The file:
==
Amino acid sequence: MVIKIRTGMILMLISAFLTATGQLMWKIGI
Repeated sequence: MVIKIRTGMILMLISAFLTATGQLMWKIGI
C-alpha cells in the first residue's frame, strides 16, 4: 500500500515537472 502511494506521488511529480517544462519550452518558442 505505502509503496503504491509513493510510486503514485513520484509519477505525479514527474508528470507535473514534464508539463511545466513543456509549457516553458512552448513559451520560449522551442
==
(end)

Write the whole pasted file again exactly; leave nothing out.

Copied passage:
Amino acid sequence: MVIKIRTGMILMLISAFLTATGQLMWKIGI
Repeated sequence: MVIKIRTGMILMLISAFLTATGQLMWKIGI
C-alpha cells in the first residue's frame, strides 16, 4: 500500500515537472 502511494506521488511529480517544462519550452518558442 505505502509503496503504491509513493510510486503514485513520484509519477505525479514527474508528470507535473514534464508539463511545466513543456509549457516553458512552448513559451520560449522551442